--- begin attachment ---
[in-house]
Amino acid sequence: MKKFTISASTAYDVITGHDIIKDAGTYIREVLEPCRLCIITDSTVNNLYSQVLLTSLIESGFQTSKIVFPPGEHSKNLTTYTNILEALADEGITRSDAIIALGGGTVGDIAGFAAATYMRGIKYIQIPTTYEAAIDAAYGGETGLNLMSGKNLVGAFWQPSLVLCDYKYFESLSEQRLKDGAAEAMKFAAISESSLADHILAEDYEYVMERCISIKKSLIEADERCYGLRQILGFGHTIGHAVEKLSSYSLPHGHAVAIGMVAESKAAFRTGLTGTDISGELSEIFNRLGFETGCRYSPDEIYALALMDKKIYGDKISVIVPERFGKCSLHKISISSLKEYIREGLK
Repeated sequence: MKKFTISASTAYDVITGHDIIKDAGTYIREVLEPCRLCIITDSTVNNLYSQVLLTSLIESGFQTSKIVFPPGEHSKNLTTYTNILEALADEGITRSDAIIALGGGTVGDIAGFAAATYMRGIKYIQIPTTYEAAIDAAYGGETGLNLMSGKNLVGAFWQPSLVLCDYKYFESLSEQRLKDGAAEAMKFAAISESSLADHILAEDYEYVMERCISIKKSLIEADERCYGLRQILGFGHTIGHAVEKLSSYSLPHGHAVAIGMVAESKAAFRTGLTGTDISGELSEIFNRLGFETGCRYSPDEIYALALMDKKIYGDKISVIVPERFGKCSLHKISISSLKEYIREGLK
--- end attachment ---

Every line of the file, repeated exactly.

[in-house]
Amino acid sequence: MKKFTISASTAYDVITGHDIIKDAGTYIREVLEPCRLCIITDSTVNNLYSQVLLTSLIESGFQTSKIVFPPGEHSKNLTTYTNILEALADEGITRSDAIIALGGGTVGDIAGFAAATYMRGIKYIQIPTTYEAAIDAAYGGETGLNLMSGKNLVGAFWQPSLVLCDYKYFESLSEQRLKDGAAEAMKFAAISESSLADHILAEDYEYVMERCISIKKSLIEADERCYGLRQILGFGHTIGHAVEKLSSYSLPHGHAVAIGMVAESKAAFRTGLTGTDISGELSEIFNRLGFETGCRYSPDEIYALALMDKKIYGDKISVIVPERFGKCSLHKISISSLKEYIREGLK
Repeated sequence: MKKFTISASTAYDVITGHDIIKDAGTYIREVLEPCRLCIITDSTVNNLYSQVLLTSLIESGFQTSKIVFPPGEHSKNLTTYTNILEALADEGITRSDAIIALGGGTVGDIAGFAAATYMRGIKYIQIPTTYEAAIDAAYGGETGLNLMSGKNLVGAFWQPSLVLCDYKYFESLSEQRLKDGAAEAMKFAAISESSLADHILAEDYEYVMERCISIKKSLIEADERCYGLRQILGFGHTIGHAVEKLSSYSLPHGHAVAIGMVAESKAAFRTGLTGTDISGELSEIFNRLGFETGCRYSPDEIYALALMDKKIYGDKISVIVPERFGKCSLHKISISSLKEYIREGLK